Ezra frowned at Marina. Or rather, he looked down at her hand, which was clutching his arm, and frowned at it. His wife wore a pink gingham dress with white cotton eyelet trim. Knowing most of the men-folk present would be wearing black or brown, Ezra had deliberately chosen to wear his best red coat. He stood out from the others, a cardinal amongst crows and sparrows.

Perhaps, however, he should've encouraged Marina to purchase a gown more befitting her position as his wife. Comparing his broadcloth coat with her cotton dress, he could not help being reminded of King Cophetua and the beggar-maid.

Ezra looked around. He saw Inez Recillos in a red satin gown. They would've looked magnificent together, and the gambler envied Buck his place as her escort. He saw Mary Travis with Chris. The journalist wore her best silk gown – the lavender of half-mourning, trimmed with lace – and glanced again at Marina's pink gingham with cotton eyelet trim. Marina suffered by comparison: plain, skinny, carrot-haired. There was no way she could compete with either the exotic Señorita Recillos or the lovely Mrs. Travis. Not in dress, not in looks, and certainly not in his erotic daydreams.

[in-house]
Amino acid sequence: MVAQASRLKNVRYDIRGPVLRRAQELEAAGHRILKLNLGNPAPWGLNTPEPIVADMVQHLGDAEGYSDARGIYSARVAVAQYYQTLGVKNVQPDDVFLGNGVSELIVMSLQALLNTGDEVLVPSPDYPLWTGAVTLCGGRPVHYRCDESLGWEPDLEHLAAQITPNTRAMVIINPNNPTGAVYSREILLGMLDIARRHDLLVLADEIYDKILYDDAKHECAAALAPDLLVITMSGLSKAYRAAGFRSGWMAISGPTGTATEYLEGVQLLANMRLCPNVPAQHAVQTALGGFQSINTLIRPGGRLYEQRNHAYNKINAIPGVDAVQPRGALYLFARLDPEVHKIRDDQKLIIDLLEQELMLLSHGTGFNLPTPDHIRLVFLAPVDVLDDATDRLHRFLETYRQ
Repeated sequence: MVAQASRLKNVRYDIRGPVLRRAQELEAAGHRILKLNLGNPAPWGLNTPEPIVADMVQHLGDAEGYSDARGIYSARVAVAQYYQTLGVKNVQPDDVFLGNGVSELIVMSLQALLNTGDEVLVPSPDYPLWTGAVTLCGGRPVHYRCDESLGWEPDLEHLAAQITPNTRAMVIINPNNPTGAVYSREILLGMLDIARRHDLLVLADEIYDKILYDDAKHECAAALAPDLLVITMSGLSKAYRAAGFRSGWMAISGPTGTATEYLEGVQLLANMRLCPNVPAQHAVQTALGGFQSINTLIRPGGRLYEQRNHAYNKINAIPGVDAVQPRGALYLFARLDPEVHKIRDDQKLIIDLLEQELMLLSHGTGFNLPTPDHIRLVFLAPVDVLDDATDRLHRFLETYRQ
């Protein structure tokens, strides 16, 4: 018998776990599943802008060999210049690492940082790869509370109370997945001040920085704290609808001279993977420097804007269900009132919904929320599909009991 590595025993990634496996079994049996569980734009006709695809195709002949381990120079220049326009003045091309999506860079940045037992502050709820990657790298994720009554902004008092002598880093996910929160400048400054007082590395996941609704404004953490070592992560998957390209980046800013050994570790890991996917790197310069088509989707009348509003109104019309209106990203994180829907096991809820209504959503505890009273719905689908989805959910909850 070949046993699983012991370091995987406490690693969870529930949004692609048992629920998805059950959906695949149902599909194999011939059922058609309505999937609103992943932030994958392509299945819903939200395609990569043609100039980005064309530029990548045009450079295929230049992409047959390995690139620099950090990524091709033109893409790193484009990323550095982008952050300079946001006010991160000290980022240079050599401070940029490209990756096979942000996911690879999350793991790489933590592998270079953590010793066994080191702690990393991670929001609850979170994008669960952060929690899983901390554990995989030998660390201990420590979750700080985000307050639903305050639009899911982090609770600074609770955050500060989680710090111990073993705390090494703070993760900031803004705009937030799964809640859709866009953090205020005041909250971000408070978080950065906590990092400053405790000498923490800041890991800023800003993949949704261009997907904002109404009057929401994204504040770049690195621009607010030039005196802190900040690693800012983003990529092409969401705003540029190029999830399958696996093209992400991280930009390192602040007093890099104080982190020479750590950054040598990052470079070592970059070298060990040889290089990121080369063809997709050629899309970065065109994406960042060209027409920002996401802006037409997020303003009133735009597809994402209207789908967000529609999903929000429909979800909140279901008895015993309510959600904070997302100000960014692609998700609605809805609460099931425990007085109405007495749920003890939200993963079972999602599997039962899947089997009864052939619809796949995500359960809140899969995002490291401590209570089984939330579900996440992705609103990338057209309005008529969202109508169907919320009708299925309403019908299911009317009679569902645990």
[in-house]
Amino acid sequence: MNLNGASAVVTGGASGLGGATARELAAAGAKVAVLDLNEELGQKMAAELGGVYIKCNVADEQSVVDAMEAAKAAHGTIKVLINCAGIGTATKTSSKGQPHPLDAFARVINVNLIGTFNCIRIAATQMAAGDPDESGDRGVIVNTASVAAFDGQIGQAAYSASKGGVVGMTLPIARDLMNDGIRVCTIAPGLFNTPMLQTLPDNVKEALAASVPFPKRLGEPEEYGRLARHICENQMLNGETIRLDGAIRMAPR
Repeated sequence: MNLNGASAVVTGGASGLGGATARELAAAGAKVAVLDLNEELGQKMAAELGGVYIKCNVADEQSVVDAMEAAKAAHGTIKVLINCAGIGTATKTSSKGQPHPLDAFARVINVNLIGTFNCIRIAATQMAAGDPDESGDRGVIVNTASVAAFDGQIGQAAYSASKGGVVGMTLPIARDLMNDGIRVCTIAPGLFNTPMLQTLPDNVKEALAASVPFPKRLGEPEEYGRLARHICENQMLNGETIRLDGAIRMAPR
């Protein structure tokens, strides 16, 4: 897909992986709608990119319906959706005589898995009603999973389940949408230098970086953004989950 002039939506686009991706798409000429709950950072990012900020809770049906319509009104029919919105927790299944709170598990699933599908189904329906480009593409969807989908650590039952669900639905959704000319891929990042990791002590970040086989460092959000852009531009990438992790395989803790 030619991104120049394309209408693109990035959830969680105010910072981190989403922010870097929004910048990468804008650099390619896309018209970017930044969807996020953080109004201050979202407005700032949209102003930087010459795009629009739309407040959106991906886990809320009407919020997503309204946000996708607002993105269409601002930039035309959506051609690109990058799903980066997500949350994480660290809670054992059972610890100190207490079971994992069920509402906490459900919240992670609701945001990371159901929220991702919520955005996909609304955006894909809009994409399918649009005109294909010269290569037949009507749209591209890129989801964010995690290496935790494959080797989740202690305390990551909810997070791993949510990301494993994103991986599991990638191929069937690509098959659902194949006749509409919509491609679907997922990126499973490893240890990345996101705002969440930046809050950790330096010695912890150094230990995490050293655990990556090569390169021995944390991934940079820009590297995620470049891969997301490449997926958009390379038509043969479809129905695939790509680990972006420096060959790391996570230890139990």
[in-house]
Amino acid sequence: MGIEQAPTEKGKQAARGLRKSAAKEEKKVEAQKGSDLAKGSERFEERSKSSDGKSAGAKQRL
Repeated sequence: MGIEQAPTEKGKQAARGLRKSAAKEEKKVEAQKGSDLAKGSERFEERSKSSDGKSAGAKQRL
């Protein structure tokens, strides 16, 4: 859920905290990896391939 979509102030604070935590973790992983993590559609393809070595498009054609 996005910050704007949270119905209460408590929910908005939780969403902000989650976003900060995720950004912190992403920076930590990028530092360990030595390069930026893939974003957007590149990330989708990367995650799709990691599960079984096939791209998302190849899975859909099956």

Marina seemed blithely unaware of his disdain. "The music is quite gay, isn't it?"

Ezra turned his head to the musicians. Elisha Ward had his fiddle. One of Small's ranch hands – Ezra didn't know his name – had a guitar, and Zeke Carlin had a battered old fife, left over from his army days.

"Ladies and gentlemen, take yer partners fer the Virginia Reel," Ward called out loudly.

Marina looked up at her husband expectantly.

Ezra sighed. "Might as well get this over with," he muttered under his breath. He forced an insincere smile to his lips as he took her hand, but the smile did not reach his green eyes. If he hid his feelings as poorly playing cards as he did dancing with his wife, he would've been forced to abandon his career as a gambler and seek out honest work years ago.


"Miz Standish, I don't mean to complain, but it ain't good manners to ignore your partner and keep paying attention to the feller you'd rather be dancing with," Buck chided her gently.

"I'm sorry, Mr. Wilmington," she said contritely.

"Give him time, ma'am. Ezra may be hardheaded, but he's not stupid. He'll eventually realize what he has, and how lucky he is," Buck told her.

"It's sweet of you to say so, Mr. Wilmington," but her tone made it clear she didn't believe him.

"I told you, ma'am, my name's Buck," he reminded her.


"I don't see Nathan," Marina mentioned. "Where is he?"

"He don't come to the dances, ma'am. Some folks don't like him dancing with white women. Though they seem to forget the color of his skin when they need poulticing or patching up," Josiah added, not quite keeping the bitterness out of his voice. "He rode up to the Seminole village."

Marina frowned. She meant to save one dance for each of her "brothers-in-law." She glanced over at Ezra, who was dancing with Inez.

Josiah saw where she was looking. "Don't let him break your heart."